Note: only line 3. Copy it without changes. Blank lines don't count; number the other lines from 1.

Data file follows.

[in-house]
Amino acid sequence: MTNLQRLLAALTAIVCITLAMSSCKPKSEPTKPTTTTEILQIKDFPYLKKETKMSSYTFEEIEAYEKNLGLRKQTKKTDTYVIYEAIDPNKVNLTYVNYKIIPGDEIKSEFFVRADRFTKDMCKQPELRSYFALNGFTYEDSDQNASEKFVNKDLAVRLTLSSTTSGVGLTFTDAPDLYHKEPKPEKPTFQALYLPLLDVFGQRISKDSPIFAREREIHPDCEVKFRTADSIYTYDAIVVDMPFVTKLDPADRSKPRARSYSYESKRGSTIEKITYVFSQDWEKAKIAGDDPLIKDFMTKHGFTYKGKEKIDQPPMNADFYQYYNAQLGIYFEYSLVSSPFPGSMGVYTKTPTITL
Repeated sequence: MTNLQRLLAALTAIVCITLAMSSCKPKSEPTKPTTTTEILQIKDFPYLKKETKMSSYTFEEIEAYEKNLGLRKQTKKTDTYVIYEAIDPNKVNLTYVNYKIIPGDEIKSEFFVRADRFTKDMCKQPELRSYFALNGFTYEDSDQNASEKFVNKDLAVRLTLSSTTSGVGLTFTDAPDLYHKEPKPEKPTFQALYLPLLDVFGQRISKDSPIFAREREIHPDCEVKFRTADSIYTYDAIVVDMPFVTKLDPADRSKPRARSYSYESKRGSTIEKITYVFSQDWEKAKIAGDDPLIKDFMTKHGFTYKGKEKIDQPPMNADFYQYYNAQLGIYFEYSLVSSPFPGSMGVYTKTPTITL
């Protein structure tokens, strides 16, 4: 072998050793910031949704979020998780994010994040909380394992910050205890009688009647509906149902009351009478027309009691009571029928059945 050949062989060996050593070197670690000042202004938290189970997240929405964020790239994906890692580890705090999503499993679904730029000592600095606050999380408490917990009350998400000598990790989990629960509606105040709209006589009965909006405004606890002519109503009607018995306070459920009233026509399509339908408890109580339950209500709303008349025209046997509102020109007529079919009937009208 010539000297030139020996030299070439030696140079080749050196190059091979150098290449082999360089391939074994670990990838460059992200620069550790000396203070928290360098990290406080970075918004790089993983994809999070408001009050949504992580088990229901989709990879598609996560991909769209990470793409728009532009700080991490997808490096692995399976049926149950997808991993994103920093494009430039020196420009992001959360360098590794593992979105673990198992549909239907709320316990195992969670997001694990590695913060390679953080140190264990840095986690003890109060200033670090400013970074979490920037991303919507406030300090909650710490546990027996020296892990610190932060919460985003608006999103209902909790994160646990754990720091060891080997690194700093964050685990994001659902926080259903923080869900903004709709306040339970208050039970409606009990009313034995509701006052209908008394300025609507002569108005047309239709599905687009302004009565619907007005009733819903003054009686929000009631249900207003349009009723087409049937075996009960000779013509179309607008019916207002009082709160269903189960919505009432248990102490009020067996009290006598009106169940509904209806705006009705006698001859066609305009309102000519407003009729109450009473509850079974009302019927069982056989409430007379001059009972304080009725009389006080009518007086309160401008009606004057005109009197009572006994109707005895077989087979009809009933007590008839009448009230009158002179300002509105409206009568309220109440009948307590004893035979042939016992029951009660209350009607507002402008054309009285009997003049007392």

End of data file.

Repeated sequence: MTNLQRLLAALTAIVCITLAMSSCKPKSEPTKPTTTTEILQIKDFPYLKKETKMSSYTFEEIEAYEKNLGLRKQTKKTDTYVIYEAIDPNKVNLTYVNYKIIPGDEIKSEFFVRADRFTKDMCKQPELRSYFALNGFTYEDSDQNASEKFVNKDLAVRLTLSSTTSGVGLTFTDAPDLYHKEPKPEKPTFQALYLPLLDVFGQRISKDSPIFAREREIHPDCEVKFRTADSIYTYDAIVVDMPFVTKLDPADRSKPRARSYSYESKRGSTIEKITYVFSQDWEKAKIAGDDPLIKDFMTKHGFTYKGKEKIDQPPMNADFYQYYNAQLGIYFEYSLVSSPFPGSMGVYTKTPTITL